BACKGROUND OF THE INVENTION
Providing animals with various dietary supplements and medications such as vitamins, mineral, enzymes, hormones, and antibiotics is a common and well-known practice in the livestock and poultry industries. The manner in which these supplements are mixed together with a consumptive fluid carrier such as water is disclosed in a number of patents to include the U.S. Pat. Nos. 4,889,433; 4,815,042; 4,733,971; 5,219,224; and 5,487,603. In these references as well as many others, it is known to utilize automated systems which dispense discrete amounts of micro-ingredients, mix the micro-ingredients, and then deliver the micro-ingredients to a feed ration, typically in a slurry-mixture form. The prepared slurry may be fed directly to the animals, or may be added to the animal feed rations using mixing or spraying methods. Some animal feed supplements include pharmaceuticals. Mixing these pharmaceuticals with animal feed causes them to be subject to the regulations of the Food and Drug Administration (FDA). Accordingly, the locations that produce these medicated feed rations must maintain compliance with FDA regulations. Such locations may be routinely inspected by FDA personnel, and are subject to various reporting requirements. Therefore, it is imperative that equipment used in the processes is capable of accurately and precisely metering, dispensing, and combining quantities of the micro-ingredients.
One focus for many of the prior references that disclose equipment used for dispensing and mixing micro-ingredients is to improve accuracy and precision in delivering the micro-ingredients. However, one particular disadvantage with many of the prior art systems is that although they may be able to accurately and precisely dispense and combine micro-ingredients, such systems may be overly complex, may be difficult to clean and maintain, and therefore increase the overall cost of managing feed operations for livestock producers.
The most common method for measuring the amount of a micro-ingredient to be used in a designated ration is use of one or more weigh scales that weigh the amount of each micro-ingredient delivered to the ration. The weight measurement may be achieved in various methods such as measurement of loss in weight or measurement of gain in weight. Loss in weight refers to measuring the weigh loss of a particular bin or container that has dispensed the micro-ingredient, the loss in weight corresponding to the amount of the micro-ingredient dispensed from the bin/container. Gain in weight refers to measuring the amount of a micro-ingredient delivered to a receiving container or bin, the increase in weight corresponding to the amount of the micro-ingredient delivered to the receiving container. Although weigh scales provide a very accurate and precise means of measuring the amount of a micro-ingredient used within a ration, the weigh scales add additional cost and complexity to an automated feed delivery system. Furthermore, the weigh scales may require special data interfaces with associated data processing equipment that receives and records the weigh scale signals. In an automated micro-ingredient delivery system, there are typically a number of storage bins and liquid containers that hold the micro-ingredients prior to delivery. Depending upon the configuration of the delivery system, it may be required to have multiple scales that therefore significantly add to the overall cost of the micro-ingredient delivery system.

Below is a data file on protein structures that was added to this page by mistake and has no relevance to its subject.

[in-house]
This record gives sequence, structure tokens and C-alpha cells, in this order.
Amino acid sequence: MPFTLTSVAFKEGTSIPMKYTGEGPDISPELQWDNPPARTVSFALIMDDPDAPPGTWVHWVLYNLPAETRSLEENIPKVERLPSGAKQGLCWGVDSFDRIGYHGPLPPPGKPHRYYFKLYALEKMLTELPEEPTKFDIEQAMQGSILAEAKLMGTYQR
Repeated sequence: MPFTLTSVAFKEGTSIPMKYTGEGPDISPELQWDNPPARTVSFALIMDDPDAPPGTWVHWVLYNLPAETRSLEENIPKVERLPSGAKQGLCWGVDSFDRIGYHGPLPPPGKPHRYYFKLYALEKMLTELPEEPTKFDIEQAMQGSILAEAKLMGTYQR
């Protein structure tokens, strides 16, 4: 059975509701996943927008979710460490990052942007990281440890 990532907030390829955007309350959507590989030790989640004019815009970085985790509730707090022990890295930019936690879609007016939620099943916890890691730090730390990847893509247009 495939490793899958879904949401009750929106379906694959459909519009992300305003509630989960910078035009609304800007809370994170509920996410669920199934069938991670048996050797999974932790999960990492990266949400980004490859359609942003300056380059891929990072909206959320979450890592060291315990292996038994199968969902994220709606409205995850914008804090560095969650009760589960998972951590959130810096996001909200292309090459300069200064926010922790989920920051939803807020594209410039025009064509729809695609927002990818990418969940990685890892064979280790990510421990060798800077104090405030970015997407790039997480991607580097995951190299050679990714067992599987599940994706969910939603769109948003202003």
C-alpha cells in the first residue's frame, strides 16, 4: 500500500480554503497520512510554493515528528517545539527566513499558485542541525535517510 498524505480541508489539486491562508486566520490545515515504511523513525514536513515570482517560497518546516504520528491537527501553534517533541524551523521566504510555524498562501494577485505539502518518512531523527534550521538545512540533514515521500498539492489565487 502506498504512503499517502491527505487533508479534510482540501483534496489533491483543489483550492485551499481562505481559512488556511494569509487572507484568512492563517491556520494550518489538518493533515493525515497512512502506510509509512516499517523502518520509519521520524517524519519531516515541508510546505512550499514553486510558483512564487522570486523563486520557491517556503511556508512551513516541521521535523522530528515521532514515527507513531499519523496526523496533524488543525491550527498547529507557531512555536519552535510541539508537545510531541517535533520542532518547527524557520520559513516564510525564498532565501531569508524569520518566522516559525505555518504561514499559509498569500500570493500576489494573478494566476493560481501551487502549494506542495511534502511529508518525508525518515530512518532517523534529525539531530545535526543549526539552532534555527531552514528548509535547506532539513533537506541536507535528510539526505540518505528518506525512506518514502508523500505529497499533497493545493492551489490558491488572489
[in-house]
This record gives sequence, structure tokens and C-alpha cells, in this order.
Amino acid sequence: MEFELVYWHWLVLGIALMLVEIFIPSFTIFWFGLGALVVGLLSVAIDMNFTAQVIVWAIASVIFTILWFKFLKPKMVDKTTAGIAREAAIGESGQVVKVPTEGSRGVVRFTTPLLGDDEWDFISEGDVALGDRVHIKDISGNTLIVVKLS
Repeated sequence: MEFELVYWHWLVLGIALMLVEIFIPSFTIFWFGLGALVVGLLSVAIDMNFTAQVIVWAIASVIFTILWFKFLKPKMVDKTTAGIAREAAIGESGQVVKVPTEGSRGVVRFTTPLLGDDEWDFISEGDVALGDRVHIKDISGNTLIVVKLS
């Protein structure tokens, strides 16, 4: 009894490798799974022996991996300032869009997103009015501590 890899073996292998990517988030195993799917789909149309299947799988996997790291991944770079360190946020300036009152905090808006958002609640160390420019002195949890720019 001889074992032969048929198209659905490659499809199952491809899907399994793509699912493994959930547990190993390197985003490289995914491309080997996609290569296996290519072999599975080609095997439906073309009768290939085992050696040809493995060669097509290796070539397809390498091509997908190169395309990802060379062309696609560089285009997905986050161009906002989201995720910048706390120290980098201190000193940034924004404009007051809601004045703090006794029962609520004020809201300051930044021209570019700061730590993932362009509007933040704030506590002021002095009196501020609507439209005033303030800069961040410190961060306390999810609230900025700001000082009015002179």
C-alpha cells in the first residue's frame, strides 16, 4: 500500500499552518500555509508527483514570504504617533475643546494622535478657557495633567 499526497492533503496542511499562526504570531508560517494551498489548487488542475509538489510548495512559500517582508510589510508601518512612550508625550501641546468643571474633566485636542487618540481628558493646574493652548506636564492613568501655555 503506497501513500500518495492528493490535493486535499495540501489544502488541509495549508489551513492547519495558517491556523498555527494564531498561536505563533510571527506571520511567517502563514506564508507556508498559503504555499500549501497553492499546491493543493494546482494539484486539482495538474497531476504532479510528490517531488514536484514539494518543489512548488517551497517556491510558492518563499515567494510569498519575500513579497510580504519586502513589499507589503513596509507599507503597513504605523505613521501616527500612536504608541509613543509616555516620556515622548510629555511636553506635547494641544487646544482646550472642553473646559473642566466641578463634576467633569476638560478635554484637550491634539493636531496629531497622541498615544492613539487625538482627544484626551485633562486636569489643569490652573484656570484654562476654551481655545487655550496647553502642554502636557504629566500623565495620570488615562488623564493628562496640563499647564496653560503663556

Another common method of measuring the amount of a micro-ingredient that has been dispensed is measurement by volume. It is known that certain delivery mechanisms such as an auger have the capability to accurately and precisely dispense a known quantity of a micro-ingredient over a period of time. Thus, measurement of a delivered micro-ingredient can be determined on a volumetric basis wherein an amount delivered is determined by the length of time that the delivery mechanism is activated. Volume measurement is particularly useful with respect to measurement of liquid micro-ingredients.
While the prior art systems may be adequate for their intended purposes, further simplification of the components used in a micro-ingredient delivery system is advantageous if the system can continue to provide reliable results in terms of accurate and precise delivery of micro-ingredients. Accordingly, one object of the present invention is to provide a micro-ingredient delivery system that is capable of accurately and precisely manipulating the micro-ingredient for delivery to a feed ration, but such a system is made simpler by eliminating weigh scale use in favor of alternate measurement techniques.
Another object of the present invention is to provide a micro-ingredient delivery system and method that is conducive to automation through the use of one or more computers or industrial controllers such as a programmable logic controller (PLC).
It is yet another object of the present invention to provide a micro-ingredient delivery system whereby accurate records may be kept to comply with FDA or other governmental regulations.
It is yet another object of the present invention to simplify data interfaces between the devices used in the system to measure delivered micro-ingredients and the data processing equipment used in the system.
It is yet another object of the invention to provide a hybrid micro-ingredient delivery system and method that uses multiple measuring methods, and can be easily adapted for handling a wide array of micro-ingredients used in many types of ration recipes.